- Associated Press - Tuesday, June 5, 2012

DUBLIN, OHIO (AP) - Tiger Woods needed only two words to explain where the Memorial fits in on his road back from wherever he was to wherever he is going.

“I won,” he said.

When trying to chart his progress, golf becomes a lot like watching tennis.

He wins at Sherwood, and then can’t shake Robert Rock in Abu Dhabi. Phil Mickelson blows him away at Pebble Beach, and then Woods shoots a career-best final round of 62 to put a scare into Rory McIlroy. He withdraws from Doral with a sore Achilles tendon, and then wins by five at Bay Hill. He has the worst three-tournament stretch of his career, and then goes through a week at Muirfield Village where he hardly misses a shot.

He’s back. He’s finished. He’s back. And on it goes.

“I’m sure by Tuesday I’ll be retired and done,” Woods said Sunday. “And then by the time I tee it up at the U.S. Open, it might be something different.”

He was smiling at his own exaggeration, though there was a weariness to his tone that became even more pronounced when he concluded, “But I’ll let you guys figure it out.”

His remarkable rally at the Memorial makes the temptation greater than ever to proclaim that he has turned the corner and is picking up speed.

Woods said he hit just about every shot exactly how he wanted to, with the exception of his second shot on the 10th that he pulled slightly while trying to play a fade. It found a bunker and led to bogey. He missed only one fairway, and that was only by a few inches into the first cut of rough.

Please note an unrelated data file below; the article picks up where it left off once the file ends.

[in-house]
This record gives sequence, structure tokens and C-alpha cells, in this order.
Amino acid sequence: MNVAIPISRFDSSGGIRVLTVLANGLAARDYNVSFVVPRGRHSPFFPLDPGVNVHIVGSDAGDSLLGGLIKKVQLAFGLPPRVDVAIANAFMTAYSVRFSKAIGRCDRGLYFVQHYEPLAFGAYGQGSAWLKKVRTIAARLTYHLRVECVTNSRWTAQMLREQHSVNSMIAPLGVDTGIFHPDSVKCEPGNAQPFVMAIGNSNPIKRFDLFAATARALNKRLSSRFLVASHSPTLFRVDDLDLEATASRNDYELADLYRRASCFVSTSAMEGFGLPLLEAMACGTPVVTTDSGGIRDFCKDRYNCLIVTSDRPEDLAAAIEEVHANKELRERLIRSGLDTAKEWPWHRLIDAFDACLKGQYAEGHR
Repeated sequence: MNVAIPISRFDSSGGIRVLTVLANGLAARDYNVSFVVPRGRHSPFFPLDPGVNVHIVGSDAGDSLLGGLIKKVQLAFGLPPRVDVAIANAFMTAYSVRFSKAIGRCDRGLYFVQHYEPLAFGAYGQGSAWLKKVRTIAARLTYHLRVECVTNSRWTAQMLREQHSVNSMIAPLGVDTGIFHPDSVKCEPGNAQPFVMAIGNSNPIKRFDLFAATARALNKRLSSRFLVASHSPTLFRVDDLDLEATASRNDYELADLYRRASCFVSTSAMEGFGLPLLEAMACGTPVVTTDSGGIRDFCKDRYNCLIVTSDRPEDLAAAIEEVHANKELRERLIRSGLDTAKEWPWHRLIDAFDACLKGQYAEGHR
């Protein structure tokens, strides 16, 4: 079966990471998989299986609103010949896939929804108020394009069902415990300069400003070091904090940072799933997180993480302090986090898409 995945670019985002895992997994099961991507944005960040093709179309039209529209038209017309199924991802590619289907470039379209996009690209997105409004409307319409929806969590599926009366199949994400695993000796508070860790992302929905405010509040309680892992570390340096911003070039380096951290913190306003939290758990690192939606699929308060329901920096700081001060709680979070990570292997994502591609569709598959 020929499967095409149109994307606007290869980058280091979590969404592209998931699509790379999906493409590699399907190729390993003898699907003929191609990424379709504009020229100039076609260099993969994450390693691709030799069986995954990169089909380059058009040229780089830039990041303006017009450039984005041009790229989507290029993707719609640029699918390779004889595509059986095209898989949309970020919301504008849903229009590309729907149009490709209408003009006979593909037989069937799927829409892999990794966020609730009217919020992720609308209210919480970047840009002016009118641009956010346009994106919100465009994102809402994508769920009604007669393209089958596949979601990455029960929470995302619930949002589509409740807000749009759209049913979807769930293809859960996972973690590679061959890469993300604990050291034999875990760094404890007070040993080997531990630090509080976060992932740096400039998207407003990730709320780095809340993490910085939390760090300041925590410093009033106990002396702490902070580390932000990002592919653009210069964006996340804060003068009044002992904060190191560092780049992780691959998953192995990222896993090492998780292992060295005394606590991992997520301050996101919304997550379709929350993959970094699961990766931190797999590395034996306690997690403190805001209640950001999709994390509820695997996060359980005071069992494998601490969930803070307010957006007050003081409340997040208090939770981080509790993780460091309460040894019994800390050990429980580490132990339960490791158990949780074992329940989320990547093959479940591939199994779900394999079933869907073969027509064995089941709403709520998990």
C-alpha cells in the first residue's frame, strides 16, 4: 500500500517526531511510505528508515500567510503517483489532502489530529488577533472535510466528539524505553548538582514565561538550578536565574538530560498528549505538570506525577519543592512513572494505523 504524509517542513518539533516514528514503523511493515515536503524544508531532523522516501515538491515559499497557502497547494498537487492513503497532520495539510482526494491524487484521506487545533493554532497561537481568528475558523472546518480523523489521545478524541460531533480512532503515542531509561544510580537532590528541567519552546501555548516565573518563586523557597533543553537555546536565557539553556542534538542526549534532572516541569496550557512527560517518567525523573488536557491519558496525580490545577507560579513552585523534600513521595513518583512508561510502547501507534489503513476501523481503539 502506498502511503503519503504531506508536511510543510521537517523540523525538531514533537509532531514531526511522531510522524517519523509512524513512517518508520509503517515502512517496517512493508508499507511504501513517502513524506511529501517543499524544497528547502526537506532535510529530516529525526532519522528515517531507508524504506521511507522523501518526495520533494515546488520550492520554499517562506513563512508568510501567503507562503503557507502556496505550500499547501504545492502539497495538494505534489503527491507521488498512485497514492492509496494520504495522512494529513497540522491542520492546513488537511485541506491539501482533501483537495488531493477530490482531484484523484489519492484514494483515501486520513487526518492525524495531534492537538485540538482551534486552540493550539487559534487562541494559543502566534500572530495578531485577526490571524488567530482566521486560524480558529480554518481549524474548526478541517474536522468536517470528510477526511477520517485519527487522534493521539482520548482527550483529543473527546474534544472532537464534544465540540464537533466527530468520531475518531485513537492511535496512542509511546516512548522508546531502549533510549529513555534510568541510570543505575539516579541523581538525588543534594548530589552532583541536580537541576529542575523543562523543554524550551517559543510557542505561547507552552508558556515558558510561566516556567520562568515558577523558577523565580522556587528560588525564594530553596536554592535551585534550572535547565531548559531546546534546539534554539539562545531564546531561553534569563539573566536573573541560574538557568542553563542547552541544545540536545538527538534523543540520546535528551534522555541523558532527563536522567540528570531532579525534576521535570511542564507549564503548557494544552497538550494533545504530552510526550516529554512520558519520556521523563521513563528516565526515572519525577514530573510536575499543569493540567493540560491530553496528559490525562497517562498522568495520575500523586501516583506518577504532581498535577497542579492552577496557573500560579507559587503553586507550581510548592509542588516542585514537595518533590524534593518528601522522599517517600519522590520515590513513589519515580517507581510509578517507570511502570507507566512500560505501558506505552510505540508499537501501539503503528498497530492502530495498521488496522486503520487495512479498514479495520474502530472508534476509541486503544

“I had it all today,” Woods said. “Whatever club I wanted to hit, I could hit. That was fun to have it when I needed it.”

Equally impressive was his score, which ultimately is what matters.

Not only did Woods overcome a four-shot deficit going into the final round, he was two shots behind with four holes to play as he posed in the fairway urging _ begging _ his 3-iron into the par-5 15th hole to carry beyond the false front of the green. It did, and he two-putted for birdie.

Woods figured if he could make one more birdie over the closing stretch, it might be enough for him to get into a playoff. Minutes later, he was praying for par when his 8-iron bounced over the green at the par-3 16th into a horrible spot. The ball was nestled in the rough, and the path 50 feet to the hole looked impossible. Too short, and it would turn down a slope and leave a difficult two-putt bogey. Too strong, and it would race past the cup and into the water.

With a full swing and a flop shot, the ball rode the crown of a ridge with just the right speed and dropped in for birdie not even he saw coming.

“It was one of the hardest ones I’ve pulled off,” Woods said when asked to rank it among his best shots, which is a long list. “That was a pretty sweet shot.”

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